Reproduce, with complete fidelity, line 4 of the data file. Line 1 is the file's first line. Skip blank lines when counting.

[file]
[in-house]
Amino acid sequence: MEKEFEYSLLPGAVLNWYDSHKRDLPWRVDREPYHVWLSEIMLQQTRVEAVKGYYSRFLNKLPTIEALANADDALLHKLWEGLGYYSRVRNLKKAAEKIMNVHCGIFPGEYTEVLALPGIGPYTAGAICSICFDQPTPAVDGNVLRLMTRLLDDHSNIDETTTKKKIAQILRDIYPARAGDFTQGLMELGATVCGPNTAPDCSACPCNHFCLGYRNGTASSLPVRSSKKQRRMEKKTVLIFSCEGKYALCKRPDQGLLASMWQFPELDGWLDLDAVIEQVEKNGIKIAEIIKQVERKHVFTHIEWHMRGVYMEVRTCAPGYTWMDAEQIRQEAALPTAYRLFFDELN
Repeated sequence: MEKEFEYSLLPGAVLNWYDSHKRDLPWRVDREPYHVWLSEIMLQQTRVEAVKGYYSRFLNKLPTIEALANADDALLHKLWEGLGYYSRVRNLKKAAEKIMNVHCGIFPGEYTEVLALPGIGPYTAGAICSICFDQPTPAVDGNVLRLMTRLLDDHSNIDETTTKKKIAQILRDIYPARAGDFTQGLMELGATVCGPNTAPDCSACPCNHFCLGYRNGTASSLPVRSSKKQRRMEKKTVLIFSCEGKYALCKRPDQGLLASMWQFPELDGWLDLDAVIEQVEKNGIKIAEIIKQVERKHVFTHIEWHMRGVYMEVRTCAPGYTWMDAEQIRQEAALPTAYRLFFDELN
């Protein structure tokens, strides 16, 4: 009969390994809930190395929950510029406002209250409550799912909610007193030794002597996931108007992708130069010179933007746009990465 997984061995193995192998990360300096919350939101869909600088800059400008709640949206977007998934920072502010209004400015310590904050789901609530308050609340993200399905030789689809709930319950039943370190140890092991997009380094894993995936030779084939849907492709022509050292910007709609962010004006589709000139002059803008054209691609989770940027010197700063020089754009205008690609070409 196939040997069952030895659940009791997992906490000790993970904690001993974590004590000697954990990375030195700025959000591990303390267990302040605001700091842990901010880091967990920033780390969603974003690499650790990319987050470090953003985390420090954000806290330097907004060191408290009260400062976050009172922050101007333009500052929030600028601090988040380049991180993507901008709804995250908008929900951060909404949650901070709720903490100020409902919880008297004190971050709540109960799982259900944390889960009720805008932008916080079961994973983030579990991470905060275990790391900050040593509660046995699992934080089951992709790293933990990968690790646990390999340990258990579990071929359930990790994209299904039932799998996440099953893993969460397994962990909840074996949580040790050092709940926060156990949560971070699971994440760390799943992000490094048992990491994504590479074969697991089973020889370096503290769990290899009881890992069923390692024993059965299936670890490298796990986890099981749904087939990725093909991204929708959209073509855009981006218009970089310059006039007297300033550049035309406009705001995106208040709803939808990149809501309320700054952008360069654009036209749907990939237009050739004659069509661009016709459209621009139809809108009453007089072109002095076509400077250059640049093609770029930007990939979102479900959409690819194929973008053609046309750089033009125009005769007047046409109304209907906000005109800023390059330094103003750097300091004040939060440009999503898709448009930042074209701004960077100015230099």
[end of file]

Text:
């Protein structure tokens, strides 16, 4: 009969390994809930190395929950510029406002209250409550799912909610007193030794002597996931108007992708130069010179933007746009990465 997984061995193995192998990360300096919350939101869909600088800059400008709640949206977007998934920072502010209004400015310590904050789901609530308050609340993200399905030789689809709930319950039943370190140890092991997009380094894993995936030779084939849907492709022509050292910007709609962010004006589709000139002059803008054209691609989770940027010197700063020089754009205008690609070409 196939040997069952030895659940009791997992906490000790993970904690001993974590004590000697954990990375030195700025959000591990303390267990302040605001700091842990901010880091967990920033780390969603974003690499650790990319987050470090953003985390420090954000806290330097907004060191408290009260400062976050009172922050101007333009500052929030600028601090988040380049991180993507901008709804995250908008929900951060909404949650901070709720903490100020409902919880008297004190971050709540109960799982259900944390889960009720805008932008916080079961994973983030579990991470905060275990790391900050040593509660046995699992934080089951992709790293933990990968690790646990390999340990258990579990071929359930990790994209299904039932799998996440099953893993969460397994962990909840074996949580040790050092709940926060156990949560971070699971994440760390799943992000490094048992990491994504590479074969697991089973020889370096503290769990290899009881890992069923390692024993059965299936670890490298796990986890099981749904087939990725093909991204929708959209073509855009981006218009970089310059006039007297300033550049035309406009705001995106208040709803939808990149809501309320700054952008360069654009036209749907990939237009050739004659069509661009016709459209621009139809809108009453007089072109002095076509400077250059640049093609770029930007990939979102479900959409690819194929973008053609046309750089033009125009005769007047046409109304209907906000005109800023390059330094103003750097300091004040939060440009999503898709448009930042074209701004960077100015230099």